The Good Son: A Story from the First World War, Told in Miniature

Illustrators: Jules Ober & Felicity Coonan

Author: Pierre-Jacques Ober

Publisher: Walker Books Australia

ISBN: 9781536204827

The publisher says...

It is Christmastime, 1914, and World War I rages. A young French soldier named Pierre had quietly left his regiment to visit his family for two days, and when he returned, he was imprisoned. Now he faces execution for desertion, and as he waits in isolation, he meditates on big questions: the nature of patriotism, the horrors of war, the joys of friendship, the love of family, and how even in times of danger, there is a whole world inside every one of us. And how sometimes that world is the only refuge. Its publication coinciding with the centennial of the signing of the Treaty of Versailles, this moving and sparely narrated story, based on true events, is reenacted in fascinating miniature scenes that convey the emotional complexity of the tale.

The photographer (Jules Ober) says...

I love to work with natural light and it was a great pleasure to tell this story that takes place across 24 hours (with several flashbacks) by respecting and reproducing the hours of the day at which the action takes place. By photographing these tiny figures (from 1:87 to 1:35 scale), you actually get to ‘meet them’. To the naked eye, the details of their little faces are not really visible. When I photographed them, I discovered who they were and then worked to bring out their emotions by the angles I chose, sometimes tilting a tiny head, or emphasising the droop of shoulders. The models are often fairly rough, but by using light, texture, a little body language and minimal Photoshop, we were able to bring the characters to life. 

The author & modeller (Pierre-Jacques Ober) says...

As a child I was lulled by bugle calls, by the music and songs of martial parades. I was surrounded by men in uniform, by army trucks, tanks and cannons. But what really fired my imagination were the stories told by my maternal grandfather, an equestrian master. He was a tough romantic who did not suffer fools. He was passionate about horses, wary of humans. He applied the motto found above the entrance to the riding arena to his life: Forward - Calm - Straight. He would bow to no one, but had no shame crying when evoking war, listening to certain music or reciting poetry. His stories were full of historical heroes, adventures, honor and bravery. I think I owe him my romantic soul and my absolute nature … 

As I grew older it struck me that the same scenario seemed to unfold over and over again: a war is declared, the population are excited and confident, the armies march very proudly, wearing their spotless uniforms, following unfurled flags on the intoxicating sound of martial music. And then comes the terrible reality of war, trauma and then resignation and shut down. If they survive and go back home, they are unable and unwilling to talk about what they went through. And when the next war starts, another generation of men gets caught in the very same scenario, war after war. I wanted to tell such a story. May be with the hope that young readers might begin to understand that war is not the answer to the problems of the world.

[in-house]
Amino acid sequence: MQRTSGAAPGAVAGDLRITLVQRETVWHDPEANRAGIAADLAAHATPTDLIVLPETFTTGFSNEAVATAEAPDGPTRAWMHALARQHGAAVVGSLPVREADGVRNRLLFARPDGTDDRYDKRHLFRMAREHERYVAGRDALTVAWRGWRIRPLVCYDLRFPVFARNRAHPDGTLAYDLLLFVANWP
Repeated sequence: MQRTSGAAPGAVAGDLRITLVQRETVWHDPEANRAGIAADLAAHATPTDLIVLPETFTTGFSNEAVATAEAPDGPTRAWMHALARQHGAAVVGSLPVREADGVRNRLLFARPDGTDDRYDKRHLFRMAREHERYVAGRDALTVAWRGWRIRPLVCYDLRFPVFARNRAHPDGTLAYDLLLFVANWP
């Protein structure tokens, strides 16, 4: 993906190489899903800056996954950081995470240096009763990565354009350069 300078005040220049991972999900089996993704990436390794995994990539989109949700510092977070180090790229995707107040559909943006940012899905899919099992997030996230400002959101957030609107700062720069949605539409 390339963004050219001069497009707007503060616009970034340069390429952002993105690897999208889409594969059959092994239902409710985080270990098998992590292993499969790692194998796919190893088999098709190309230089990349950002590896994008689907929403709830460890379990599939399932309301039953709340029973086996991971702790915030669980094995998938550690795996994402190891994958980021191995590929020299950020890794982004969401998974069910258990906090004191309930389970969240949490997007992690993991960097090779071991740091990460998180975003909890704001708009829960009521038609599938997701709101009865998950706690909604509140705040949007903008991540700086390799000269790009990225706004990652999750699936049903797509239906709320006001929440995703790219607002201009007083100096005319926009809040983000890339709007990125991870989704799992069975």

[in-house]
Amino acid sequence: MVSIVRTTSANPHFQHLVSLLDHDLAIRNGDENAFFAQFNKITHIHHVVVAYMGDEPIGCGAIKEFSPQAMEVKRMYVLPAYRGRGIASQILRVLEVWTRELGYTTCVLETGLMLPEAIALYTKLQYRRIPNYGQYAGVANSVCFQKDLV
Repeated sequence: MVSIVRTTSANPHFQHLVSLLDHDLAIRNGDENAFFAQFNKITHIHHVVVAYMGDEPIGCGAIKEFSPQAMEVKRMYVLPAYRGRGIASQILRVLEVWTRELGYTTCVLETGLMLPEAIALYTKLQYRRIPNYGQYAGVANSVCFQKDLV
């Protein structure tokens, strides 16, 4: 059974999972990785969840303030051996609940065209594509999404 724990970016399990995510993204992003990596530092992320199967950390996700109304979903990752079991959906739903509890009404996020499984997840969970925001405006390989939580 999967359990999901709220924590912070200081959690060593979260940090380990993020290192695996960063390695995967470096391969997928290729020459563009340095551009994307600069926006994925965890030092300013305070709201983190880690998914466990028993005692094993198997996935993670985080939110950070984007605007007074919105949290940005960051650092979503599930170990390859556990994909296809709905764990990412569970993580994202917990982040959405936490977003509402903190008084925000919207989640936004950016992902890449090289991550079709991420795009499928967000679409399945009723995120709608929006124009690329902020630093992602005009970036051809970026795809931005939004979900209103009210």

I have always been drawn to do things that have not been done before. Telling a story with my collection of toy soldiers and with miniatures from the toyshop has not, as far as I know, been done before, so it was natural for me to want to do it. 

The CBCA judges say...

This is an amazing book that deserves recognition if only for the comprehensive collage/photographed artwork. Describing the challenges of bringing life to stiff 'little plastic men' makes explicit the creative problem solving involved in recreating this broad-sweeping, universal WWI moral dilemma. The narrative itself, based on a true story, is powerful history, told in a restrained, yet evocative way. Identifying distinct points of tension, it describes grim irony so evident in the context of war, and the human quandaries that emerge from political expediency. Not a picture book narrative for younger readers, the detailed work put into the tiny miniature figurines is compelling viewing. The story is told through crowd scenes, snowy landscapes, isolated figures and maps. Both black and white and colour are used, as well as fire and flickering candlelight. Ober also uses cinematic techniques such as depth of field, out-of-focus shots and muted, shadowy interiors to create atmosphere and verisimilitude. Endpapers lovingly describe the process employed to create an exceptional piece of artwork.

Our Reading Time reviewers say...

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Teaching Notes for the book…

The creators have generously made teaching resources available for this book. Click here to view these resources.